I didn't get to watch television until I was into my 20's. TV was available in only in New Delhi and a couple of other major cities in India for long while. So when we finally purchased a TV set in the 1980s it was an exciting moment and a whole new adventure in life was about to begin -- or so I believed. Those were the days when there were just a couple of channels -- all run by Doordarshan -- and only a few really watchable programs. And then there was news -- it was a novelty to actually watch moving images outside of the movie theater newsreels that I grew up on.
Friday, May 22, 2009
I moved to the US a few years later -- the land of many, many channels, and really slickly produced programs. And then came cable TV, a veritable firehose of channels. But I soon realized that all that advancement in technology had only produced quantity, not quality. Most programs were not worth watching -- like sweetened, carbonated drinks: all fizz, no content. Eventually, I stopped turning on my TV, and soon realized that I was wasting the $40 that I paid the cable company monthly only so as to be able to watch the occasional good program. So I cut cable.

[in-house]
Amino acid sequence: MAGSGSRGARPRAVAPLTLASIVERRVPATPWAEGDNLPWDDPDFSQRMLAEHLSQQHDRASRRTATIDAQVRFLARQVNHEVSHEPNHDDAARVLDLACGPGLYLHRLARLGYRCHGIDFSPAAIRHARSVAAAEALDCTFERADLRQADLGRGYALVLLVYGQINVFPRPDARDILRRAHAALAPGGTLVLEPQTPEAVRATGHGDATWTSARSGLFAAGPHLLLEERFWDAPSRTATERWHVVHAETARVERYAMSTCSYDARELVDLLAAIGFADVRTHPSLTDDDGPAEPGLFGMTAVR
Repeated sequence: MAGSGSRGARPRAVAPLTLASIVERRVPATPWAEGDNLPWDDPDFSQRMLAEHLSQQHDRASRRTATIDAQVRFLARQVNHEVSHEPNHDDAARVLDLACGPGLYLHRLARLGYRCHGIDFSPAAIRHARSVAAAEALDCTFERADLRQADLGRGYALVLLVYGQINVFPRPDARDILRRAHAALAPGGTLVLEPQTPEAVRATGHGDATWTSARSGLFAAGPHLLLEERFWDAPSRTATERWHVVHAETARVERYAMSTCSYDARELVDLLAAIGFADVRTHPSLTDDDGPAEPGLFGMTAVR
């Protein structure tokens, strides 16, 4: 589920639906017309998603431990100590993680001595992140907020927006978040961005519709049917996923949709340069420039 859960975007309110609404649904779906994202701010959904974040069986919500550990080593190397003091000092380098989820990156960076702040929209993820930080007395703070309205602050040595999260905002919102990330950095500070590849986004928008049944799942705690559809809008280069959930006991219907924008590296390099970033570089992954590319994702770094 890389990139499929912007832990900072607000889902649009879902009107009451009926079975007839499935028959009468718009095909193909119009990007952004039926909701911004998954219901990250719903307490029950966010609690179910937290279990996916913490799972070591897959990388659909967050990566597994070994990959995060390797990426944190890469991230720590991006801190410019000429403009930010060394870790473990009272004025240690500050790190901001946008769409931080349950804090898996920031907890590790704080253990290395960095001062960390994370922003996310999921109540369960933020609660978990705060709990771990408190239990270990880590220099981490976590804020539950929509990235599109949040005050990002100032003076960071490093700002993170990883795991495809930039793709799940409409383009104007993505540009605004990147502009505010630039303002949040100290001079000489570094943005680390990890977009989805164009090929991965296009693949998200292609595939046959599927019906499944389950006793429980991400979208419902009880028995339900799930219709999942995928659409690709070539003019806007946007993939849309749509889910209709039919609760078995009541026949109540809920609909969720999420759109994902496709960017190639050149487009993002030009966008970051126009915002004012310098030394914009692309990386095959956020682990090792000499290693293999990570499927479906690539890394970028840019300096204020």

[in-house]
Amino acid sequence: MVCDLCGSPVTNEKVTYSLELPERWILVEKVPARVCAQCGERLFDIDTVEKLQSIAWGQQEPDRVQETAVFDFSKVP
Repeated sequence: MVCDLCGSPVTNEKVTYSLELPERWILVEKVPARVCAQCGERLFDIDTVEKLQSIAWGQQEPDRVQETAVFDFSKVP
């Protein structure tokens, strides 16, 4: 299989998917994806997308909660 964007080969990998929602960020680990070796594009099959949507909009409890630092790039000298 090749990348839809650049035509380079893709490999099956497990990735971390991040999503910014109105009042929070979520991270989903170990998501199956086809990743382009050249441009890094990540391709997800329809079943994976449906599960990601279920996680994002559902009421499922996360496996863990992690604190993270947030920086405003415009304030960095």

I found I spent far more time on the internet -- which I found indispensable -- which not only was a source of information, but also entertainment. I soon stopped my newspaper subscription. Reading the daily newspaper was a habit I had formed in my childhood, and so it was hard to give up. Picking up and browsing a newspaper is one of the most instinctive of habits in me. But I didn't miss the newspaper either, and I relished not having to carry a pile of newspapers every month to the dumpster (or recycling bin).
Yes, the 'net has become a one-stop-shop for everything information-related. Now it turns out that at least in the US, even the TV programs that one really would want to watch are available on the web. There is no more reason to possess a TV other than to be used as a large screen for watching programs downloaded or streamed from the internet.